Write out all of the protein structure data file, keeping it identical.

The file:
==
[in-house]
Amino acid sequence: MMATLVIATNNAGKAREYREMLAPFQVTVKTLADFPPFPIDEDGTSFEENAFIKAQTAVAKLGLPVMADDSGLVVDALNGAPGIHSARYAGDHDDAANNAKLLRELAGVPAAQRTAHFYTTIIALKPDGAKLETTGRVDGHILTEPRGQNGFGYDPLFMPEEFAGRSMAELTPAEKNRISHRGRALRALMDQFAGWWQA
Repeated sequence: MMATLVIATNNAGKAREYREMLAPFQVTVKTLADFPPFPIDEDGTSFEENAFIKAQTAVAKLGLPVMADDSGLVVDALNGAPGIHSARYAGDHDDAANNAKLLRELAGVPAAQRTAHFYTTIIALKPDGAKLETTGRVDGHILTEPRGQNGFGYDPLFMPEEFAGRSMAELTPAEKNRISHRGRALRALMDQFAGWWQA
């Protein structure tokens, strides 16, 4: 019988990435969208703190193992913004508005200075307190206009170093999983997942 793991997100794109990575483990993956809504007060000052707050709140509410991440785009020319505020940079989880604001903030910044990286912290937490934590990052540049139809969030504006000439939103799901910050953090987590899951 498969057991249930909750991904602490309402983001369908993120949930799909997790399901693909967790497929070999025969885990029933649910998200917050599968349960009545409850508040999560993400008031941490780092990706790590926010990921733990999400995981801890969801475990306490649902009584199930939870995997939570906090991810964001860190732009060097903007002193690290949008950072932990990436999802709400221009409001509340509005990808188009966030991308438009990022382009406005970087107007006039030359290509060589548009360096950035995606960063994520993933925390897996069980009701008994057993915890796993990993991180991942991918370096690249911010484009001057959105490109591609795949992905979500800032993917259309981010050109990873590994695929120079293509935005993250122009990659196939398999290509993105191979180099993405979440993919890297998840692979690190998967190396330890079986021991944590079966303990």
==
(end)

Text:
[in-house]
Amino acid sequence: MMATLVIATNNAGKAREYREMLAPFQVTVKTLADFPPFPIDEDGTSFEENAFIKAQTAVAKLGLPVMADDSGLVVDALNGAPGIHSARYAGDHDDAANNAKLLRELAGVPAAQRTAHFYTTIIALKPDGAKLETTGRVDGHILTEPRGQNGFGYDPLFMPEEFAGRSMAELTPAEKNRISHRGRALRALMDQFAGWWQA
Repeated sequence: MMATLVIATNNAGKAREYREMLAPFQVTVKTLADFPPFPIDEDGTSFEENAFIKAQTAVAKLGLPVMADDSGLVVDALNGAPGIHSARYAGDHDDAANNAKLLRELAGVPAAQRTAHFYTTIIALKPDGAKLETTGRVDGHILTEPRGQNGFGYDPLFMPEEFAGRSMAELTPAEKNRISHRGRALRALMDQFAGWWQA
């Protein structure tokens, strides 16, 4: 019988990435969208703190193992913004508005200075307190206009170093999983997942 793991997100794109990575483990993956809504007060000052707050709140509410991440785009020319505020940079989880604001903030910044990286912290937490934590990052540049139809969030504006000439939103799901910050953090987590899951 498969057991249930909750991904602490309402983001369908993120949930799909997790399901693909967790497929070999025969885990029933649910998200917050599968349960009545409850508040999560993400008031941490780092990706790590926010990921733990999400995981801890969801475990306490649902009584199930939870995997939570906090991810964001860190732009060097903007002193690290949008950072932990990436999802709400221009409001509340509005990808188009966030991308438009990022382009406005970087107007006039030359290509060589548009360096950035995606960063994520993933925390897996069980009701008994057993915890796993990993991180991942991918370096690249911010484009001057959105490109591609795949992905979500800032993917259309981010050109990873590994695929120079293509935005993250122009990659196939398999290509993105191979180099993405979440993919890297998840692979690190998967190396330890079986021991944590079966303990």